War of the Rebellion: Serial 043 Page 0957 Chapter XXXIX. THE GETTYSBURG CAMPAIGN.

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the First Maryland on the Hanover turnpike, in position to protect the right of my line. The very superior force of dismounted skirmishers of the enemy advanced on our left and front required the line to be re-enforced by one of General Custer's regiments. At this time the skirmishing became very brisk on both sides, and an artillery fire was begun by the enemy and ourselves. During the skirmish of the dismounted men, the enemy brought upon the field a column for a charge. The charge of this column was met by the Seventh Michigan Cavalry, of the First[Second]Brigade, Third Division, but not successfully. The advantage gained in this charge was soon wrested from the enemy by the gallant charge of the First Michigan, of the same brigade. This regiment drove the enemy back to his starting point. Other charges were made by the enemy's columns, but in every instance were they driven back. Defeated at every point, the enemy withdrew to his left, and on passing the wood in which the First New Jersey Cavalry was posted, that regiment gallantly, and successfully charged the flank of his column. Heavy skirmishing was still maintained by the Third Pennsylvania Cavalry with the enemy, and was continued until nightfall. During the engagement, a portion of this regiment made a very handsome and successful charge upon one of the enemy's regiments. The enemy retired his column behind his artillery, and at dark withdrew from his former position. At this time I was at liberty to relieve the First[Second] Brigade of the Third Division, which was directed to join its division. Our own and the enemy's loss during this engagement was severe. Our loss:Officers, 1 killed, 17 wounded, and 1 missing; enlisted men, 33 killed, 140 wounded, and 103 missing. *On the morning of the 4th, I advanced to the enemy; s position, but found him gone. Following toward Hunterstown, I found many of his wounded abandoned. From these we learned that the enemy had been severely punished and his loss heavy. One general officer was severely wounded. Brigadier-General Custer, commanding Firs[Second] Brigade, Third Division, very ably assisted me in the duties of my command. Colonel J. B. McIntosh, commanding First Brigade of my division, handled his brigade with great skill, and deserves particular mention for his gallantry and untiring energy throughout the day. The Third Brigade, Second Division, Colonel J. Irvin Gregg commanding, was held in reserve upon the field. The batteries commanded by Captain A. M. Randolf and Lieutenant A. C. Pennington, jr., rendered most effective service. The fire of the artillery during this engagement was the most accurate that I have ever seen. It gives me great pleasure to bring to the notice of the major-general commanding the efficiency and gallantry exhibited by my entire staff on this occasion. A list of casualties of this engagement has heretofore been forwarded, and will again be found in a consolidated list.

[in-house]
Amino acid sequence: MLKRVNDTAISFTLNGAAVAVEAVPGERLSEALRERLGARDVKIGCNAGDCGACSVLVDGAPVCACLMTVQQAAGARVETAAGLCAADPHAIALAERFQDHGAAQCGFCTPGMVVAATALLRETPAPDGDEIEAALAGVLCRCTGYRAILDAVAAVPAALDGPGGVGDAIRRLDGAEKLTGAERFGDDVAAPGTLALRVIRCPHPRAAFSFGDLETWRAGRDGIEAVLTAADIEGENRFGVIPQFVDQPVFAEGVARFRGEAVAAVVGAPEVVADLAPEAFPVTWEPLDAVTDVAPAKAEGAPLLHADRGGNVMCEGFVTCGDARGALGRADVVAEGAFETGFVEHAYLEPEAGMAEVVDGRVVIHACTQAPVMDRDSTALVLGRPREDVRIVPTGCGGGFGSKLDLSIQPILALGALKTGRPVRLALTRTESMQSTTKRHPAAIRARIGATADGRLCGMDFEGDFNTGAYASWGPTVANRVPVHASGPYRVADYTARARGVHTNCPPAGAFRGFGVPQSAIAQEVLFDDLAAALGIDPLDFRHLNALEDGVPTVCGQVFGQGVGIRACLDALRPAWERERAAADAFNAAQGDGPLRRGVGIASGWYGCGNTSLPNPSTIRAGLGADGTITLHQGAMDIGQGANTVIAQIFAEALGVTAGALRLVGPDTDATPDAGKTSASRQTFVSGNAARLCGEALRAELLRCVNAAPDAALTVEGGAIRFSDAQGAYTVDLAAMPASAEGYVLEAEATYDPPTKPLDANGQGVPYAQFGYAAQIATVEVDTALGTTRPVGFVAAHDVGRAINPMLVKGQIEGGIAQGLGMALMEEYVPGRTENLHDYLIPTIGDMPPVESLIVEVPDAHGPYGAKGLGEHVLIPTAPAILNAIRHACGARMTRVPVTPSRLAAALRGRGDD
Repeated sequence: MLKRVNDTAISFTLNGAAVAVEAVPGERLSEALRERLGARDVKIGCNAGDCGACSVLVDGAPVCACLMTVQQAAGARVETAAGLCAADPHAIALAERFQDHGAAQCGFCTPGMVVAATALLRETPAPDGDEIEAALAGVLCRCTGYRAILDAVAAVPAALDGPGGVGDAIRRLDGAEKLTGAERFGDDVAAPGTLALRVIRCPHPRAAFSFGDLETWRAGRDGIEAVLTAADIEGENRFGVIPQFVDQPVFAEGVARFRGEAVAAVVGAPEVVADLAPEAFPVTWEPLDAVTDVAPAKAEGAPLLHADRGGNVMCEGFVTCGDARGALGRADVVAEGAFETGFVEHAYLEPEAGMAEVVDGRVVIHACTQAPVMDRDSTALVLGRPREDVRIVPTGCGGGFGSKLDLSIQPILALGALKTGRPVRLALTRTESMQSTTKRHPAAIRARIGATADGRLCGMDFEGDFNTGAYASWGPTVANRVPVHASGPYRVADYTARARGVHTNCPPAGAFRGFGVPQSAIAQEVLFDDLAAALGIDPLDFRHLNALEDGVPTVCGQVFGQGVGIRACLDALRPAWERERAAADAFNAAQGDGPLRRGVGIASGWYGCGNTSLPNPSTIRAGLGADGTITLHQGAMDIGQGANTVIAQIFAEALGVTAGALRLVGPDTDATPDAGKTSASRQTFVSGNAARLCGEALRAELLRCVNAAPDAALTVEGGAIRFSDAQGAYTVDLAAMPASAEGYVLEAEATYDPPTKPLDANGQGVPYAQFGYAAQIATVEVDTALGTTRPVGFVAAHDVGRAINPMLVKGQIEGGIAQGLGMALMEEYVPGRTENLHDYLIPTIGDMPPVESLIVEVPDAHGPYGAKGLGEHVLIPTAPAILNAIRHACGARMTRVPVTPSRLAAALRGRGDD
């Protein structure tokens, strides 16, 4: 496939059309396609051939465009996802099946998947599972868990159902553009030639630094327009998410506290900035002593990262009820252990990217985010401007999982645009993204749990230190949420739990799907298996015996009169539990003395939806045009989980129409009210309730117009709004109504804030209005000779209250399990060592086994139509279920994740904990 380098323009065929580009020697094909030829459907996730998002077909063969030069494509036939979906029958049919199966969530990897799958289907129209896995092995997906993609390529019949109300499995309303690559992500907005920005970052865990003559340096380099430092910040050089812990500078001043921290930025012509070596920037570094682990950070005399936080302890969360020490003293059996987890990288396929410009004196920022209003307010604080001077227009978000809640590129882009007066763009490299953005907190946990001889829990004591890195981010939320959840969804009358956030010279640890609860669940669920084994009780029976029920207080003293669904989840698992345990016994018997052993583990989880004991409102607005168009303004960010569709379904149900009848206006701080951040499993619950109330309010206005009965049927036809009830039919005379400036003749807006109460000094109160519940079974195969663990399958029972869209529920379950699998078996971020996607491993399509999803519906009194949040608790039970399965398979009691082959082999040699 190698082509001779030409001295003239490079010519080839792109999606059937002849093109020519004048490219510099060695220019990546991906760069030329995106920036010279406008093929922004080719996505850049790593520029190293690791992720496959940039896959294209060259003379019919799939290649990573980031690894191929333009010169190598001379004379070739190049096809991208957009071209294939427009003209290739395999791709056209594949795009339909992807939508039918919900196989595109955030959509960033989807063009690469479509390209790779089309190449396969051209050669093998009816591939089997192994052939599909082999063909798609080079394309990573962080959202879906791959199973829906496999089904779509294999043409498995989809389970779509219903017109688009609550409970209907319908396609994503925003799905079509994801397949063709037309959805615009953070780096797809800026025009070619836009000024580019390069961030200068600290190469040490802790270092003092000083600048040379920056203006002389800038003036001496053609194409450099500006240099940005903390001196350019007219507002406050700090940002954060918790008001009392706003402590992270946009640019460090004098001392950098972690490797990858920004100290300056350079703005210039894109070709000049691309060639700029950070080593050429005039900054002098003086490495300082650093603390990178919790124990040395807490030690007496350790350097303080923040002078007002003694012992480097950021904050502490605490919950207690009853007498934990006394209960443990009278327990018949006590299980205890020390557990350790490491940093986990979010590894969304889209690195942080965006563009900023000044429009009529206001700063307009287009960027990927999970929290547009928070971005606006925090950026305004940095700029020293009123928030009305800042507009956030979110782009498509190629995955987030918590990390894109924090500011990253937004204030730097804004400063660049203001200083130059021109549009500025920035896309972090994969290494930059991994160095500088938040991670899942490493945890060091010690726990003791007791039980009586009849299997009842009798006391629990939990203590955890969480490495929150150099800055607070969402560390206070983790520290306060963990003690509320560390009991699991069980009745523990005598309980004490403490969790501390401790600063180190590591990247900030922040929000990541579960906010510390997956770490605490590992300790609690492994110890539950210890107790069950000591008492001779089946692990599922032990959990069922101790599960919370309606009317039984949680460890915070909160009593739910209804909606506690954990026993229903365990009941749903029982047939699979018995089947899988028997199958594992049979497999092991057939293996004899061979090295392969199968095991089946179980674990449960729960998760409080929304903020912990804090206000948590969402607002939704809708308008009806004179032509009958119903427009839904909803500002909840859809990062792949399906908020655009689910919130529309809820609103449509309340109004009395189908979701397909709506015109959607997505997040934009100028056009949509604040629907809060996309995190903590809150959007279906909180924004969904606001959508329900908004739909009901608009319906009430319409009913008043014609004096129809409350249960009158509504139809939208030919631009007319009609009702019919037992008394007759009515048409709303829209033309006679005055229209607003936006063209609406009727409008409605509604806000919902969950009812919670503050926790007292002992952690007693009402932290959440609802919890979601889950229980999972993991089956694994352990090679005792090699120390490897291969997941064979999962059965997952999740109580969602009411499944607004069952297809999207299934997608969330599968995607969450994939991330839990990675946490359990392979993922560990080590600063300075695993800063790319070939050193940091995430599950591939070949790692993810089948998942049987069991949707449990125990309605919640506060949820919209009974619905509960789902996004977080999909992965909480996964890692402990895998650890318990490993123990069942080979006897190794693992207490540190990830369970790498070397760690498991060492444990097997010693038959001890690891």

I am, very respectfully, your obedient servant,

D. McM. GREGG,

Brigadier General of Volunteers, Comdg. Second Division.

Lieutenant Colonel A. J. ALEXANDER, A. A. G., Cavalry Corps.

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*But this includes the losses in Gregg's division, Lujy 2, and those of Custer's brigade, July 3. Addenda to this report.

+Embodied in revised statment, p. 186.

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